Monday was a rough day for U.S. investors. Tuesday wasn’t much better. There is no ducking that. The spread of the coronavirus outside of China is spooking a lot of people.
The pain is widespread. The U.K.’s FTSE 100 Index (.FTSE) dropped 3.3% Monday. Hong Kong’s Hang Seng Index (.HSI) fell 1.8%, while the Dow Jones Industrial Average (.DJI) slid 3.6% Monday and an additional 3.2% Tuesday. The S&P 500 (.SPX) fell 3.4% and 3% over the two days, respectively. The Nasdaq Composite Index (.IXIC) dropped 3.7% and then 2.8%.
The Dow’s 1,032-point decline Monday was the third-largest point drop ever. The 1,911 two-day point drop is the worst ever recorded. That all sounds ominous, but there are some encouraging signs in the battle with the virus. Recovery rates are on the rise—albeit based on data reported from China. Figures on recoveries from other countries are the next thing to watch.
Steve Englander, head of currency research and North American macro strategy at Standard Chartered, went so far as to call Monday a “very average risk-off day.”
“The 24 February movements were normal for risk-off episodes,” Englander wrote in a Tuesday research report. He was looking at global currency markets. The Japanese yen and the Swiss franc are haven currencies, according to Englander, those that people buy when times get tough. His take-away from Monday? “So far, so bad—but nothing abnormal.”
That is comforting. And a little surprising. But he has a point. Dow point declines make headlines, but the percentage changes are what matters more to investors.
The prior two declines in the Dow of 1,000 points or more occurred in the same month: February 2018. In fact, half of all the top 10 point declines occurred in 2018. That was a bad year for the Dow, but it wasn’t a disaster.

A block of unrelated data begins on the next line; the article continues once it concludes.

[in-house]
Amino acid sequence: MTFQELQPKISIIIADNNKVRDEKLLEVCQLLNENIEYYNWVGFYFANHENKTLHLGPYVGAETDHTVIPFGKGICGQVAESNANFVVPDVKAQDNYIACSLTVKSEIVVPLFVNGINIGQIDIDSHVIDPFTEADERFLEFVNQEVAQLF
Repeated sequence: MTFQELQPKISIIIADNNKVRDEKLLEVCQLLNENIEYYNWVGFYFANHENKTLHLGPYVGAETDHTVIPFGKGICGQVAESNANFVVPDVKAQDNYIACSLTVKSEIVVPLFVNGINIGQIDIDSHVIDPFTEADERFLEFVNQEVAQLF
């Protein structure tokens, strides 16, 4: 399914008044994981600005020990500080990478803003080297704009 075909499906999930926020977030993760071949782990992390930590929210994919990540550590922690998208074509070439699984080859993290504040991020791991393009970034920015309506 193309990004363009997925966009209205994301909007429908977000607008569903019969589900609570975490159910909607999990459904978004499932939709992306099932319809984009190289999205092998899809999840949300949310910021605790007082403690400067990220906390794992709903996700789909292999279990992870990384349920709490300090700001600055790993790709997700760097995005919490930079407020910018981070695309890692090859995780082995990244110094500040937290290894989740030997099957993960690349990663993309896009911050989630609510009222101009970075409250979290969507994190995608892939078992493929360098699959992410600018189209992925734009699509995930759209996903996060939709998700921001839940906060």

The index’s 30 component stocks lost investors about 4% that year, but the large daily declines experienced early in 2018 didn’t end up derailing the long-running U.S. bull market.
What investors need to focus on now is recovery rates for people infected with Covid-19, the coronavirus.
“New cases of Covid-19 outside China relative to resolved cases—cured plus deaths—needs to fall below 1.0,” Stifel managing director Barry Bannister tells Barron’s. “This would have to be more than a single day’s worth of data” to affect stocks.
Monday, the World Health Organization reported 300 new cases outside of China and six deaths. Sunday, the numbers were 347 new cases and six deaths. Before the weekend, new coronavirus cases reported daily outside of China were running between 100 and 200.
Recovery rates outside of China aren’t widely reported yet, but they are rising inside of China. “The proportion of patients who recovered from the novel coronavirus pneumonia in China had increased to 10.6% on Feb. 11 from the lowest 1.3% on Jan. 27,” Mi Feng, an official with the National Health Commission, said on Feb. 12.
That is older data. And Bannister, for his part, wants to see data from outside China. The market is more comfortable with numbers generated elsewhere.
The market, and the world, would love to see recovery rates rise.
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